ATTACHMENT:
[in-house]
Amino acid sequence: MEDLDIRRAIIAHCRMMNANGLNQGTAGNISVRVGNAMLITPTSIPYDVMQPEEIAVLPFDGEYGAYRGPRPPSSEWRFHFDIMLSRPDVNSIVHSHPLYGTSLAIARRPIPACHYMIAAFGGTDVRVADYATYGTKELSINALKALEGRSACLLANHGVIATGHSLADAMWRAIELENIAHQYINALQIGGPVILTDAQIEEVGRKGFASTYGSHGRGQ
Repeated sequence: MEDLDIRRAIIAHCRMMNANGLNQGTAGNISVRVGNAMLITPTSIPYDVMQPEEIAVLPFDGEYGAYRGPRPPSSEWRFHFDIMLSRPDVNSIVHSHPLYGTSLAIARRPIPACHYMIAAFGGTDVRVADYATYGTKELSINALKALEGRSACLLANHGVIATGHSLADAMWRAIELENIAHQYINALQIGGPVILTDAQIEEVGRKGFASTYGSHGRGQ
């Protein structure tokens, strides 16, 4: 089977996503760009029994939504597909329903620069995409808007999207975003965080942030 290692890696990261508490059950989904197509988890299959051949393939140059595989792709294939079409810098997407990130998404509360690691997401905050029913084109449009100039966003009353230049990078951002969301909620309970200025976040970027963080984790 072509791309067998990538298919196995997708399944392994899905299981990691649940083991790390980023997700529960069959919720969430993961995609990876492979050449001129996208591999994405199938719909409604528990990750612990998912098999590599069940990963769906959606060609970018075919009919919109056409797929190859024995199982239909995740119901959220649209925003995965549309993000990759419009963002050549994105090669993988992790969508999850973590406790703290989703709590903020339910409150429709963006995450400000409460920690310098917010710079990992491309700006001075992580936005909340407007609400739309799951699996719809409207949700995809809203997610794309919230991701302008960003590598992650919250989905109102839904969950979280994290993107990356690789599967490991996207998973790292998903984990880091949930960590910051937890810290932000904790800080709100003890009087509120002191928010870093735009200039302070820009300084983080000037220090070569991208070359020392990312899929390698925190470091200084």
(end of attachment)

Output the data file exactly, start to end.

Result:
[in-house]
Amino acid sequence: MEDLDIRRAIIAHCRMMNANGLNQGTAGNISVRVGNAMLITPTSIPYDVMQPEEIAVLPFDGEYGAYRGPRPPSSEWRFHFDIMLSRPDVNSIVHSHPLYGTSLAIARRPIPACHYMIAAFGGTDVRVADYATYGTKELSINALKALEGRSACLLANHGVIATGHSLADAMWRAIELENIAHQYINALQIGGPVILTDAQIEEVGRKGFASTYGSHGRGQ
Repeated sequence: MEDLDIRRAIIAHCRMMNANGLNQGTAGNISVRVGNAMLITPTSIPYDVMQPEEIAVLPFDGEYGAYRGPRPPSSEWRFHFDIMLSRPDVNSIVHSHPLYGTSLAIARRPIPACHYMIAAFGGTDVRVADYATYGTKELSINALKALEGRSACLLANHGVIATGHSLADAMWRAIELENIAHQYINALQIGGPVILTDAQIEEVGRKGFASTYGSHGRGQ
């Protein structure tokens, strides 16, 4: 089977996503760009029994939504597909329903620069995409808007999207975003965080942030 290692890696990261508490059950989904197509988890299959051949393939140059595989792709294939079409810098997407990130998404509360690691997401905050029913084109449009100039966003009353230049990078951002969301909620309970200025976040970027963080984790 072509791309067998990538298919196995997708399944392994899905299981990691649940083991790390980023997700529960069959919720969430993961995609990876492979050449001129996208591999994405199938719909409604528990990750612990998912098999590599069940990963769906959606060609970018075919009919919109056409797929190859024995199982239909995740119901959220649209925003995965549309993000990759419009963002050549994105090669993988992790969508999850973590406790703290989703709590903020339910409150429709963006995450400000409460920690310098917010710079990992491309700006001075992580936005909340407007609400739309799951699996719809409207949700995809809203997610794309919230991701302008960003590598992650919250989905109102839904969950979280994290993107990356690789599967490991996207998973790292998903984990880091949930960590910051937890810290932000904790800080709100003890009087509120002191928010870093735009200039302070820009300084983080000037220090070569991208070359020392990312899929390698925190470091200084």